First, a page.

Property market braces for spring leap in listings
The housing drought is breaking, with more homes flowing on to the market as spring heats up and key cities cool after the prolonged boom and a crackdown on investor lending.
In Sydney, the country’s hottest market for the past five years, listings are growing, but not enough to cause a flood or pull prices down dramatically, according to Ray White chairman Brian White. “One of the best litmus tests of market change is a surge in listings. We are seeing adequate listings, but no surge for spring, ” he said.
Chairman of agency Century 21, Charles Tarbey, said there had been a “modest” rise in stock but this was expected to increase over the next few weeks. “The market (in Sydney) is starting to weaken. Auction clearance rates in Sydney were 70 per cent last weekend; they were 80 per cent a year ago,” Mr Tarbey said.
The withdrawal of investors in the wake of banking restrictions and higher mortgage rates, the slowdown in Chinese investment and Sydney’s unaffordability after price growth of 75 per cent since 2012 have taken the heat out of the city’s housing market.
Sydney’s seemingly unstoppable prices were flat over the past three months while Melbourne values lifted nearly 2 per cent, researcher CoreLogic found. Price growth in Brisbane continued to be static, while in Perth values fell 1.6 per cent for the three months to the end of August.
In Sydney, the number of homes advertised for sale increased 5 per cent in August compared with the previous month and was up 12.4 per cent compared with August 2016, SQM Research found. In the resilient Melbourne market, listings rose 3 per cent for August but fell 15.3 per cent compared with a year ago.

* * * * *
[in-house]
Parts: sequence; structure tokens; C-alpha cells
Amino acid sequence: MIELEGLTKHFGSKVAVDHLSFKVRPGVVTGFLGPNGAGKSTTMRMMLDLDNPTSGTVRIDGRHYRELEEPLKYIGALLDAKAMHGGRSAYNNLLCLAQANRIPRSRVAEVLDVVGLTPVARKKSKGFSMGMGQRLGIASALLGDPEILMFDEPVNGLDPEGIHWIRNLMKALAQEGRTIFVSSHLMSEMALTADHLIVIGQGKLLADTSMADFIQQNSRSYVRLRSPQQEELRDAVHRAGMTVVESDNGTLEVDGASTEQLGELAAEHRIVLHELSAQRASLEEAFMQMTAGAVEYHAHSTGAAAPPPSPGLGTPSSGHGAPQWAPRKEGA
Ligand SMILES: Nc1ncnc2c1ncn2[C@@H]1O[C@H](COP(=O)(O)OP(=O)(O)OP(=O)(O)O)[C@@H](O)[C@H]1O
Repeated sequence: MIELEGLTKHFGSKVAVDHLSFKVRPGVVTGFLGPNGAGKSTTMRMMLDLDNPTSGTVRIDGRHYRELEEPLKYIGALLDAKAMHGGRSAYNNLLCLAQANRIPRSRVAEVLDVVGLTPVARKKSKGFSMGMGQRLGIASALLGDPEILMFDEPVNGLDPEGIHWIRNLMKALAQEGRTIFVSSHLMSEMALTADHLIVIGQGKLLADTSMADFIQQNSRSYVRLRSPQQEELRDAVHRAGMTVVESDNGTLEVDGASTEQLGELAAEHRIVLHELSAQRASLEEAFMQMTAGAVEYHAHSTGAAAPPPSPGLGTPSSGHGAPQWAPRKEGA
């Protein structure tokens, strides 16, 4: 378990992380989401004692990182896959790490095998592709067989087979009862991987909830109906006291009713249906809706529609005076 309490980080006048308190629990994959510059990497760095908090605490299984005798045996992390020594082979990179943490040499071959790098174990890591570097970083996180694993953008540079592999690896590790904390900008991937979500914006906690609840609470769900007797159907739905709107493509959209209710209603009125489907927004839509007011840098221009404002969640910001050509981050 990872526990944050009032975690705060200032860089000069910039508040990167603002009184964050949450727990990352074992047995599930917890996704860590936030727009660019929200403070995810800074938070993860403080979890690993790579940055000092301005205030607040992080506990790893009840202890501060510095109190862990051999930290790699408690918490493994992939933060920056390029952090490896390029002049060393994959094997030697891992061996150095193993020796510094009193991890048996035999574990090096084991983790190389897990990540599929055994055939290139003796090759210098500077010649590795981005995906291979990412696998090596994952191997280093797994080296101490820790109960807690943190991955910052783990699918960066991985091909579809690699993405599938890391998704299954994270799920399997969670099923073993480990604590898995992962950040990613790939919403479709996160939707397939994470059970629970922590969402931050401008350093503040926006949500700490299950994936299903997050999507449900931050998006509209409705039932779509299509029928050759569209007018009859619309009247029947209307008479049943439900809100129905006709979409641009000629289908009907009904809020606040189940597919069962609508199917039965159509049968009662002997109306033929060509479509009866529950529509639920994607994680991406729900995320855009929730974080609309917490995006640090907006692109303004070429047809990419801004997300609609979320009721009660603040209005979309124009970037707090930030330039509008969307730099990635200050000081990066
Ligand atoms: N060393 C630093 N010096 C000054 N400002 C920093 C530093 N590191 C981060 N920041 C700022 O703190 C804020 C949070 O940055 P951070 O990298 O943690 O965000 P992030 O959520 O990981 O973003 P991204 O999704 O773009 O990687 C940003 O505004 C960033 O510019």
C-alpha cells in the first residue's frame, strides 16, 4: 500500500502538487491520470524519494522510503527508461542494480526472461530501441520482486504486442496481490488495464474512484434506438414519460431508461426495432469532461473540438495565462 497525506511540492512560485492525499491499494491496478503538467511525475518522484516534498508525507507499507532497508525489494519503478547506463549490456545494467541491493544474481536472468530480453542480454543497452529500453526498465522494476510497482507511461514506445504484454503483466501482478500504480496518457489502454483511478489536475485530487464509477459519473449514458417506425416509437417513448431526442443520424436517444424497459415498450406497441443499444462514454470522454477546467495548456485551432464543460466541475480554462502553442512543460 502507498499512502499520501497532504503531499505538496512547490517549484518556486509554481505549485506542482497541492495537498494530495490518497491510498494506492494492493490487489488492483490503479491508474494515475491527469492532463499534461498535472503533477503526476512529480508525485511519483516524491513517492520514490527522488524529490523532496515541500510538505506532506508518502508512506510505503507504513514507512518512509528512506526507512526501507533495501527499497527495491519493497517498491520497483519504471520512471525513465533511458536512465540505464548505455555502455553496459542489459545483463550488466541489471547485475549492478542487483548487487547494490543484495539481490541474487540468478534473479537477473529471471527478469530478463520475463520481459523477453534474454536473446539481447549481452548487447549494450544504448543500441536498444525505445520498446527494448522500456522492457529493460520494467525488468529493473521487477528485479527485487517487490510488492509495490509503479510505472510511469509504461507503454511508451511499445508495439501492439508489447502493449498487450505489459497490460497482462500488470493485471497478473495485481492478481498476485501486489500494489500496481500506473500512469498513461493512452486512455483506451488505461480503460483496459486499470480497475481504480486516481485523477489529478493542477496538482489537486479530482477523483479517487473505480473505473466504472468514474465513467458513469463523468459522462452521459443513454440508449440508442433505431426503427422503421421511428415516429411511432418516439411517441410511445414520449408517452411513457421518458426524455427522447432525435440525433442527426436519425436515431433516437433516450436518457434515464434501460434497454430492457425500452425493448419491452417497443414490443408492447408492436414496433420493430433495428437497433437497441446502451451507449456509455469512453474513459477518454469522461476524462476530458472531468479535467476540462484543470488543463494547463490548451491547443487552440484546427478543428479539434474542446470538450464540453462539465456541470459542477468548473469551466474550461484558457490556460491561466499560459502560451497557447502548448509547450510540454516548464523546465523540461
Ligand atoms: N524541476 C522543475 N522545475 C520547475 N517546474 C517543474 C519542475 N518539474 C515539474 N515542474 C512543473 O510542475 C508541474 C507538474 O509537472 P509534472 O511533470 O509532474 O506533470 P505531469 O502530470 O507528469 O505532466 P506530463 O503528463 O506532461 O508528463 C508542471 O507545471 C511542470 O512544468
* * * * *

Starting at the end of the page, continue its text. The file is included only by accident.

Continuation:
“Looking ahead, we can expect to see a big boost to listings in September with the advent of the spring selling season,” SQM wrote in a research note.
The return of first-home buyers after the Victorian and NSW governments brought back first-home owner grants would underpin demand and prices, the researcher said.
“We’ve seen a strong monthly rise in listings in Sydney, Canberra and Melbourne, with some buyers
deciding to take profits on their properties with price gains being posted in all of those cities.”
John Normyle is selling his home in Sydney’s inner-city Paddington after seven years to take advantage of the strong price growth and to downsize.
“The kids have grown up and I would like to get rid of the mortgage and stay in Paddington,” the architect said.
Mr Normyle, whose grandfather owned a pub in the trendy suburb and has been a local since the 1970s, said prices in Paddington tended to surge and then go through flat periods, rather than fall, always underpinned by the area’s proximity to the city.
Comparable sales in Paddington ranged from $1.75 million to just over $2m, according to Ray White Double Bay agent Kim Haye, who listed the home and noted stock levels were still low in the area coming into spring.